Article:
Personally, after the upcoming civil war and resulting physical removal of Democrats and other r-selected left wing vermin, I say we legalize all guns for hunting with no restrictions. I want to use an AK to take a deer and then be able to send the 29 remaining rounds into the grizzly that’s charging me to maul me so that it can take my deer carcass.

    • Lowell, that is incorrect. The reason .308 Winchester exists is because Winchester purchased the rights to the .30 Light Rifle cartridge in 1952, two years before the .30 Light Rifle would be standardized by NATO as the 7.62x51mm. It has nothing to do with laws against military cartridges – in fact, I am not aware of a single such law in the United States!

      As for your last paragraph, that’s not appropriate conversation for TFB.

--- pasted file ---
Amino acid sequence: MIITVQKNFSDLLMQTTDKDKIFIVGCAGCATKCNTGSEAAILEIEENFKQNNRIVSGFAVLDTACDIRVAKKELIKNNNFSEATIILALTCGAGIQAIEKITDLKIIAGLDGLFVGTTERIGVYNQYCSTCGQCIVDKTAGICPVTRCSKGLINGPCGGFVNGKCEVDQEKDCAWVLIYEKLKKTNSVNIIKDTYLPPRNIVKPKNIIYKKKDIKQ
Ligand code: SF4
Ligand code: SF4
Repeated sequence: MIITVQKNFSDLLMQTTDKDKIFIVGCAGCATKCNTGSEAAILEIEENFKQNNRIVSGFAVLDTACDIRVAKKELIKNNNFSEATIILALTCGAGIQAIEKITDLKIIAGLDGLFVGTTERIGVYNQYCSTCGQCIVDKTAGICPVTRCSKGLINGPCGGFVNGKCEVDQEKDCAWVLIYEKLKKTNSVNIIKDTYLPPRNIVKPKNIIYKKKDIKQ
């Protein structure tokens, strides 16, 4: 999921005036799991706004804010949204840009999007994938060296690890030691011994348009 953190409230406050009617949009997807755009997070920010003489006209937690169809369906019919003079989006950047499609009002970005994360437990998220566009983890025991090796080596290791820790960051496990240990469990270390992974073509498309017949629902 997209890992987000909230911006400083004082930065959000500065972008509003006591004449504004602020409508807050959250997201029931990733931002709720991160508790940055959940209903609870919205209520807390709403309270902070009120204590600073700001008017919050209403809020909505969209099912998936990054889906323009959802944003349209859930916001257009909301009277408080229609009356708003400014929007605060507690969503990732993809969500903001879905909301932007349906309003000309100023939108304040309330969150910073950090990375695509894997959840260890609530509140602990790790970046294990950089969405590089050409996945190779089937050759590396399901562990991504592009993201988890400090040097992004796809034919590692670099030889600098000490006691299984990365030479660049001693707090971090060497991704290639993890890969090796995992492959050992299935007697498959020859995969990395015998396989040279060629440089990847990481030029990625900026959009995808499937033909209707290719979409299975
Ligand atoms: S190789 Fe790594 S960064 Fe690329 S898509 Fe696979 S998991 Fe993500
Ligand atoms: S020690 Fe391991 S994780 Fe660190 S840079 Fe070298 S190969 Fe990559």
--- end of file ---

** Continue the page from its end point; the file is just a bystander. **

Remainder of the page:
• SoulInvictus

    Funniest article and comment thread on a gun topic that I’ve read in long time.
    Well done.

  • SGTDUSMC

    No comparison is fair without mentioning the chamber pressure allowed by sammi. the 30-30 first chambered in the mod 94 Winchester, and is limited to about 36,000 psi, most modern rifle are allowed 50,000 or more. keep it to apples and apples.

    • The fact that .30-30 is limited to those pressures is why it performs so poorly, though. No higher pressure factory loads for .30-30 exist.

  • Drake Becksted